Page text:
So maybe it was only a matter of time before the grand-daddy of turn based civilization games, Sid Meier's Civilization, jumped into Battle Royale with the free Red Death update.
You're not wrong to be skeptical. I was. And it turned out to be a blast. You start off with the apocalypse having occurred(3) and what you remain with are a plucky band of civilians and an inconsequential military. Meanwhile, you have to race to a ship off world that you can't find, while the Red Death closes in around you, forcing players closer and closer.
There are no positive descriptions, nice, sane people died off early. You're a prepper, a cultist, a Goth, a crossfit participant, all people you keep one of in your personal life for the sake of diversity, but probably don't want to live your life among.
Your only real resource decision is whether or not you go for those supplies when the radiation is moving in.
Of course, Civilization is only a name at that point. Take combat animations and unit upgrades and put them in a multiplayer map and there you have it. No science, no culture, no diplomacy, scientists have all failed us just like environmentalists warned and it is melee to the finish.
I played as a Prepper my first game and got absolutely crushed within minutes. Since we all have the same order of battle in the beginning, one infantry, one machine gunner, and one civilian unit, I can only attribute it to bad luck that by the time I met another player they were all over me like the spider monkey demon kids from "Talladega Nights: The Ballad of Ricky Bobby."
The second game I did win because instead of going for 100% experience bonus - little good when you die the first time a player shows up with three times your troops - I went for Jocks with that +5 combat
Still, even dying this is more fun for me than a Fortnite or PUBG because I am not a PC gamer(4) so I am unwilling to be too manic. There is real-time pressure, it doesn't feel like the mania-fest those games are. Is that a bad thing? Civilization still sells well despite console (Switch aside) support so there must still be a market for people who lack names like Noobmaster69.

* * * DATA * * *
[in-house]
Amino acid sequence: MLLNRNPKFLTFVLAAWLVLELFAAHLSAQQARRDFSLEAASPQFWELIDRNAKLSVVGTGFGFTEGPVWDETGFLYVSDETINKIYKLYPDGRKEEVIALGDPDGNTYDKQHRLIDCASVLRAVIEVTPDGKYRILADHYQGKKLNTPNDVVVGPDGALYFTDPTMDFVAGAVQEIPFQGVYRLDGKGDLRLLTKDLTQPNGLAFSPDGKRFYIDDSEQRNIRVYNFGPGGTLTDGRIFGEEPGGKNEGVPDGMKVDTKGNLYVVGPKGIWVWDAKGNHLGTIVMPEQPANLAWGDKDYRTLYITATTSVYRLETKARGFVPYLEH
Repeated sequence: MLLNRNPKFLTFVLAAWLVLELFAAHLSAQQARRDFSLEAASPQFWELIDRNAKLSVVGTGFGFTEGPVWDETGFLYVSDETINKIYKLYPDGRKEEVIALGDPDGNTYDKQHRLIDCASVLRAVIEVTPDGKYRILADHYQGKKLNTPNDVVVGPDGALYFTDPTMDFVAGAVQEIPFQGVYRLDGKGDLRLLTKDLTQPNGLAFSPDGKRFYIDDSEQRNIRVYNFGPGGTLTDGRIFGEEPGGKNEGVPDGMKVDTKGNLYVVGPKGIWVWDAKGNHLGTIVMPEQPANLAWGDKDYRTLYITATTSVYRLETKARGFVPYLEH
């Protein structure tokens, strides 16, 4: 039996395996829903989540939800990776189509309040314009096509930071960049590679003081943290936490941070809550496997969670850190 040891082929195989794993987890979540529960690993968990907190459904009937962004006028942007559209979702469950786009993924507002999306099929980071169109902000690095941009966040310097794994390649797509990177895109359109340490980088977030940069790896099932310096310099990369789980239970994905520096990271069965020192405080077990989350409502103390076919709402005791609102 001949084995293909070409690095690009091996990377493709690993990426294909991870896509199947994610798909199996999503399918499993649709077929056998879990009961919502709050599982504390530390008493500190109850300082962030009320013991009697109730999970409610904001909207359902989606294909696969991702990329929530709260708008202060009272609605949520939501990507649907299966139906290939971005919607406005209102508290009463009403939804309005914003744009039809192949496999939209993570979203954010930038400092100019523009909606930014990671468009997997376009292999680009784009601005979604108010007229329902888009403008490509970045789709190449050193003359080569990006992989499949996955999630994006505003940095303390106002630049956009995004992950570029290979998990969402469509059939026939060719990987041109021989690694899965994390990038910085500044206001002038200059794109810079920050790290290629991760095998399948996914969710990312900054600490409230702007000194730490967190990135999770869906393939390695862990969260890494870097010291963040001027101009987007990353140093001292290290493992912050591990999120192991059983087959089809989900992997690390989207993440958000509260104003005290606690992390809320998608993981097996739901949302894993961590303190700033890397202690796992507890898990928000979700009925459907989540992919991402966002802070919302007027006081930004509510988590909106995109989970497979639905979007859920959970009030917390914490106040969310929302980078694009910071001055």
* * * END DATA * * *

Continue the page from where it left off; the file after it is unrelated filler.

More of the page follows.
Pros: It's short or long, depending on the skill level of other players. That makes it feel more relaxed even while bands of radiation are closing in on you.
Cons: Civilization always loads slow, even on my 12GB machine, and multiplayer adds to the slowness. Even if you use all AI for other civilizations. the wait between turns is rather long.
(1) This has always been the precursor to big leaps in playability. Though Maze was okay as a 'first person shooter' it wasn't until "The Terminator: Rampage" that we saw real storytelling promise.
Though it was dismissed as a "me too" of "Doom" by reviewers, that game came out a month after Terminator: Rampage. "Wolfenstein 3D", however, had been out since spring of 1992 and "Doom" took its blazing fast gameplay to the next level, whereas Terminator: Rampage ran terribly on all but a new machine. And "Doom" was free. As we have seen in sales of "Call of Duty" versus "The Division" gameplay matters more than story in shooters still today.
(2) Starbucks may have run some small coffee shops out of business but overall they created a giant market for everyone, diners alike, and the whole pod phenomenon. To toot my own horn about my prescience, I even bought a Keurig before there was a home machine, when you could only lease them as a business or restaurant. I bought it from a bankrupt, you guessed it, coffee shop. It was a magnificent creature but when home machines came it went on Ebay. The market got even bigger. Competition helps far more often than it hurts.
(3) Sid loves global warming, he built it into 1996's Civilization II, and they built it again into Civilization VI: Gathering Storm and they turn that amp up to 11, where you have to negotiate with the AI on how to reduce global warming, who act a lot like China and just tell you they will negotiate later. If you are a politician, you have to spin that as a win.
(4) I actually don't see how anyone who writes on a computer all day can game on it at night. When I was a business development person in the private sector I could, but somewhat little relative time was spent on a PC.